Johnson County Faces Sanction As It Looks To Retrieve Back-Taxes
Johnson County is facing a new hurdle as it tries to receive more than $20 million in back-taxes from a coal-bed methane producer.
The northeastern Wyoming countyfiled a lawsuit against Carbon Creek Energy, LCC in November 2020 in order to receive unpaid production taxes dating back to 2016. Carbon Creek is the operator of US Realm Powder River's coal-bed methane wells, a company that’s in an ongoing bankruptcy case.
As the county seeks to retrieve taxes owed, or foreclose on its tax liens, US Realm is asking the court to hold Johnson County’s treasurer in contempt for violating an automatic stay.
In federal bankruptcy law, an automatic stay is put on any adversarial actions against a bankrupt party. While Carbon Creek is not a bankrupt party, US Realm Powder River attorney Brad Hunsickerargued Johnson County should not be able to enforce its lien as US Realm is the legal owner of the mineral leases and well interests in the lien notice.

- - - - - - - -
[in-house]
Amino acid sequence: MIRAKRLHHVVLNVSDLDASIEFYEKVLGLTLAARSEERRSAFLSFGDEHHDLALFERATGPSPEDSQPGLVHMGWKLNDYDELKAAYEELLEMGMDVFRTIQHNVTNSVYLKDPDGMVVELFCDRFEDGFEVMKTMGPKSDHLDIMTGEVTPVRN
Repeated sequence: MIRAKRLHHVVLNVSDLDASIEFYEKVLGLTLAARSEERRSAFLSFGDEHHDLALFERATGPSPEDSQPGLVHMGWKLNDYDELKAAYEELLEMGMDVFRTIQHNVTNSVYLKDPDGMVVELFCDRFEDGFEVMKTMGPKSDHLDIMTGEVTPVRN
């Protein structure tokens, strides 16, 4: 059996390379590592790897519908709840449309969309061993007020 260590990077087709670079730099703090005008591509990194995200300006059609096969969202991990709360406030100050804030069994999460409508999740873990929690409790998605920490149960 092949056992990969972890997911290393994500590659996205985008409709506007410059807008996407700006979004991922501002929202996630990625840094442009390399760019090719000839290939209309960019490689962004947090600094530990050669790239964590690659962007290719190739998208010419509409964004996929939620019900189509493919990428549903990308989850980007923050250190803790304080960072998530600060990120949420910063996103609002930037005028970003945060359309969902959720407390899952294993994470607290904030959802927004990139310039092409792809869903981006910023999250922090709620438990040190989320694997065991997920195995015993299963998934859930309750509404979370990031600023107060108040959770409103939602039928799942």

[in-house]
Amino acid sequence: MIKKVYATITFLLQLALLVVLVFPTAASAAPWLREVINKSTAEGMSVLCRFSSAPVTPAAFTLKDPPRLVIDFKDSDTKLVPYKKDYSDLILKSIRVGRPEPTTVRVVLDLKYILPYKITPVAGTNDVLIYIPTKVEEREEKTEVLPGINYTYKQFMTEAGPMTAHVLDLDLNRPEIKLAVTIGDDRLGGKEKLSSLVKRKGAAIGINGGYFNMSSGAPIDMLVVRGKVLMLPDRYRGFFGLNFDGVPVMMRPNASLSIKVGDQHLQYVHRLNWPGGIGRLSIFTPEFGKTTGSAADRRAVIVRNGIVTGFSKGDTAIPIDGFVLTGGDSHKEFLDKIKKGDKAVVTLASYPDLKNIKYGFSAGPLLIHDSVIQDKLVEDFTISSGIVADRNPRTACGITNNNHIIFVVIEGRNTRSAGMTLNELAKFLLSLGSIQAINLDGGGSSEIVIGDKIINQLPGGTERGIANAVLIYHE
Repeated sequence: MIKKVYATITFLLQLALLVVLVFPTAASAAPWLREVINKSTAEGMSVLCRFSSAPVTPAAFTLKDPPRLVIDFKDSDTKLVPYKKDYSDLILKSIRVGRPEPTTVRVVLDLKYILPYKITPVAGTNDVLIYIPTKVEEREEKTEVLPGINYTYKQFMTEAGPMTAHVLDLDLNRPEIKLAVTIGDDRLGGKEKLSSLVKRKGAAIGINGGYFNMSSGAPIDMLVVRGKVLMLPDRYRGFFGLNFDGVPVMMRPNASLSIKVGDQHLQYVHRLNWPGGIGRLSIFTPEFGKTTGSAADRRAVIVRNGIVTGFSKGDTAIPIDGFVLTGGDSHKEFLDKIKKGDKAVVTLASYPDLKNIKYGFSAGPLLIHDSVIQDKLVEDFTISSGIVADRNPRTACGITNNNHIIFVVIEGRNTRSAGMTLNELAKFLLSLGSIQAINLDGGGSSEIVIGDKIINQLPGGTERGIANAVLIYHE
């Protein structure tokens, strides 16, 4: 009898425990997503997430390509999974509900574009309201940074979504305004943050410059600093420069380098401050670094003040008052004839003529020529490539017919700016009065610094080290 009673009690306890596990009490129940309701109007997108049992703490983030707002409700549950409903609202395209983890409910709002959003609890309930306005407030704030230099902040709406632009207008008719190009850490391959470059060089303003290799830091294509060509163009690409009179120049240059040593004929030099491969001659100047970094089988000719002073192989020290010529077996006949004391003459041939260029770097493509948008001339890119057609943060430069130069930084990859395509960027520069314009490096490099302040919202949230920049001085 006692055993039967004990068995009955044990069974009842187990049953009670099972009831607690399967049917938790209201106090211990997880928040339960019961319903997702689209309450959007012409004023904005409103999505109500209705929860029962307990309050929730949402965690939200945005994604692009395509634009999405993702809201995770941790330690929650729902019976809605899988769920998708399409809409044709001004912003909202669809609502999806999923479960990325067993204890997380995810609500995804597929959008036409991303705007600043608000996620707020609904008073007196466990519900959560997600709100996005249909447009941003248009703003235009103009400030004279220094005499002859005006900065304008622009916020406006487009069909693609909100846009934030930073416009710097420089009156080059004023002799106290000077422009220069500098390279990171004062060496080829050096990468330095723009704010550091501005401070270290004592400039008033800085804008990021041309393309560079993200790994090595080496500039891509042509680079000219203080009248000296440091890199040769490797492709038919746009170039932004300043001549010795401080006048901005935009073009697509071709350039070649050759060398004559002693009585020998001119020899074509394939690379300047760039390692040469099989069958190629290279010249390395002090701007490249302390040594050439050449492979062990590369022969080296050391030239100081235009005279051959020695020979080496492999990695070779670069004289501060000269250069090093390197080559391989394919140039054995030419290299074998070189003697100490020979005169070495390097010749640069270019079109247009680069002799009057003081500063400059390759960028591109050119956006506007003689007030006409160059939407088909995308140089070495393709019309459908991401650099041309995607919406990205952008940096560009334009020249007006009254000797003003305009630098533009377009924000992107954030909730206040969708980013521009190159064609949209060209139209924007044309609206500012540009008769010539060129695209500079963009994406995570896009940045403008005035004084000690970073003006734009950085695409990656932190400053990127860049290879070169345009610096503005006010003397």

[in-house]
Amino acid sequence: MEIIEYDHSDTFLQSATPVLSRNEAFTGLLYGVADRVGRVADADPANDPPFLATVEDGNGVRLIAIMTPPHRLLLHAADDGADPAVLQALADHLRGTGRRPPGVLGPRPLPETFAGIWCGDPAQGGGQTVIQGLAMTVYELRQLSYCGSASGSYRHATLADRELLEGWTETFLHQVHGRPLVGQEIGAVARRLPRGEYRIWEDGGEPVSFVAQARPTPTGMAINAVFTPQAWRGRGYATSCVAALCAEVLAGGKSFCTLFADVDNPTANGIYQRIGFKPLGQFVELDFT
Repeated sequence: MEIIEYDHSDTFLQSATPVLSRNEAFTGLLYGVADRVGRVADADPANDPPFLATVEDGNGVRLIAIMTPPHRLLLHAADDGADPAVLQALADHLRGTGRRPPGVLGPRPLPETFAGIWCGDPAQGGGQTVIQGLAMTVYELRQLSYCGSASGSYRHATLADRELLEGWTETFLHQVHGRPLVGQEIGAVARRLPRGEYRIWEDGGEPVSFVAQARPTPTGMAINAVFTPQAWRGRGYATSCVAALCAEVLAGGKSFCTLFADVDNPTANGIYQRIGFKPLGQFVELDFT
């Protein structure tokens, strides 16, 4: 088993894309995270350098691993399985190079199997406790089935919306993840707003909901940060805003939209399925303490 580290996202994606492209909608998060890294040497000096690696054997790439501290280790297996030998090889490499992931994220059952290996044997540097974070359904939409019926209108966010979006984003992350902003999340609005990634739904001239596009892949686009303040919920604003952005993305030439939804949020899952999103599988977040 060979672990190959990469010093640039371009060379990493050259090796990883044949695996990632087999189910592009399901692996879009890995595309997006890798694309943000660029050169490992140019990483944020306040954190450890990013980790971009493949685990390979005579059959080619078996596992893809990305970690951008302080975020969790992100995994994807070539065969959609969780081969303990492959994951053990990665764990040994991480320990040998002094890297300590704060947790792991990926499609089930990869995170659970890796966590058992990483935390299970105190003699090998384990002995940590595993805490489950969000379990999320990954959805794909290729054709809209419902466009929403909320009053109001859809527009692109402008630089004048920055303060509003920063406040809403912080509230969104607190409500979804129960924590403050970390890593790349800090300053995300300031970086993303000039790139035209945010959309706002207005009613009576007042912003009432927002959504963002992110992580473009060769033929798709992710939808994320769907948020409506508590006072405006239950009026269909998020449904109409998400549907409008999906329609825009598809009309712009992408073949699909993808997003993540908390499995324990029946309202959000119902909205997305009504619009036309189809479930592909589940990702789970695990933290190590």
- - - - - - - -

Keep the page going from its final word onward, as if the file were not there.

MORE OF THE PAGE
Johnson County responded in an email that it has no intent of making any claim to property owned by US Realm.
"We have been very clear that in the case of Johnson County v. Carbon Creek, we are not seeking assets of U.S. Realm and that the John Does in our Complaint and Amended Complaint do not refer to U.S. Realm," read an email from Attorney Tom Bullock on May 18, 2021 filed in U.S. Realm'sbankruptcy docket.
In addition to unpaid county taxes, an office within the U.S. Department of the Interior filed a proof of claim for millions of dollars inunpaid royalties.
The U.S. Bankruptcy Court District of Wyoming will be holding a hearing related to the situation on June 30.